Project Overload? 7 Practical Tips to Keep the Plates Spinning

Project Overload? 7 Practical Tips to Keep the Plates Spinning

Polymaths are bound to have a mix of projects on the go at any given time.

Some of this is by design. Inspiration hits and you find yourself unable to resist compelling possibilities. So, you initiate new ventures, knowing it will require personal expansion, even as you hurry to cause completion with projects already started.

And, of course, some projects serve a more practical function of creating cashflow. This means maintaining a healthy inflow of leads and stable of clients.

But how do you keep all your plates spinning? Here are several practical tips to help you maintain order amid chaos.

1. Batch Process & Optimize Weekflow to Boost Productivity

Batch processing will prove essential to getting things done. When you’ve got many projects to tend to, you can’t afford to lose time. And task switching is a known productivity killer.

That said, if you don’t optimize weekflow, your batching efforts aren’t going to be as effective as they could be. If you don’t have a good sense of the big picture that’s forming, you’ll be plowing away at a certain task, only to be interrupted by a client call, meeting, deadline, or some other fire you didn’t see coming because you were too busy working.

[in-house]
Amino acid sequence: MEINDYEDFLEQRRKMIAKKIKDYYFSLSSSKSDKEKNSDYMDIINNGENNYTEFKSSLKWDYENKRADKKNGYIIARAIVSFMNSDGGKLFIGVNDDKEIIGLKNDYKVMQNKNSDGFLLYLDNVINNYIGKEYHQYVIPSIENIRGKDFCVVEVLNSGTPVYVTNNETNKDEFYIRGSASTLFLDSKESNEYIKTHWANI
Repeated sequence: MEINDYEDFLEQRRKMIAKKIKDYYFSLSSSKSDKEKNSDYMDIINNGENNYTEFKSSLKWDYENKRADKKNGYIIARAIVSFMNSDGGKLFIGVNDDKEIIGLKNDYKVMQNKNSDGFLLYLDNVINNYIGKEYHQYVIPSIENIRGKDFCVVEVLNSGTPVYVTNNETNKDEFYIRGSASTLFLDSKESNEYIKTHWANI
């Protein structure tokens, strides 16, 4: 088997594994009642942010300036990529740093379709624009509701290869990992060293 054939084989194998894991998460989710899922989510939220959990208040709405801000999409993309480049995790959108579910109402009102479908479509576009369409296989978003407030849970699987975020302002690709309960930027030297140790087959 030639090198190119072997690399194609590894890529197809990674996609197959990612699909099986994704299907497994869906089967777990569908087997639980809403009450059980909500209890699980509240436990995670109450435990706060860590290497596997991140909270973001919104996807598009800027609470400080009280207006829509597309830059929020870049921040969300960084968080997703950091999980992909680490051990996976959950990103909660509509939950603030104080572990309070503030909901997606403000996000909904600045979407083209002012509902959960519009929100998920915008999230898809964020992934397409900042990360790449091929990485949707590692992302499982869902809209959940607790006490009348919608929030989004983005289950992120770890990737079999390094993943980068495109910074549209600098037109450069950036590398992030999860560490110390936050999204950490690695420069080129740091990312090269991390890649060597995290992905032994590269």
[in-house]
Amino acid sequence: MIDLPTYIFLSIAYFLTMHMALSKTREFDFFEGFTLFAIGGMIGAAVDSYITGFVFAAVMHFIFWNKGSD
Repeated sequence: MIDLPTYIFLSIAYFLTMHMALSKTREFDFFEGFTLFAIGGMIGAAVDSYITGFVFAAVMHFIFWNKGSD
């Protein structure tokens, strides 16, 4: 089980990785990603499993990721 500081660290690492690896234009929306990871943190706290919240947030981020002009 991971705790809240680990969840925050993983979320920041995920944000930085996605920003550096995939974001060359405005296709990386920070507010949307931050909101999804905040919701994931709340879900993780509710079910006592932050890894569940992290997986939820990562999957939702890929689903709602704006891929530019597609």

In my experience, a desktop calendar pad can go a long way towards achieving better big picture clarity around forthcoming meetings, deadlines, calls, and more. Some people like to use their phone, but I find notifications annoying, and they break concentration besides. Paper-based systems like Getting Things Done (affiliate link) by David Allen force you to rely more on your organizational skills (and putting things into existence) than on unreliable tech.

2. Leverage Themed Days to Maximize Results

Don’t just group your tasks. Group your days.

Don’t just group your tasks. Group your days. Click To Tweet

I’ve talked to multiple entrepreneurs who keep multiple plates spinning, and the main way they do this is by setting aside certain days for specific projects.

I, for one, publish daily, write for Music Industry How To and MIDINation, maintain Music Entrepreneur HQ, and create content for The Indie YYC.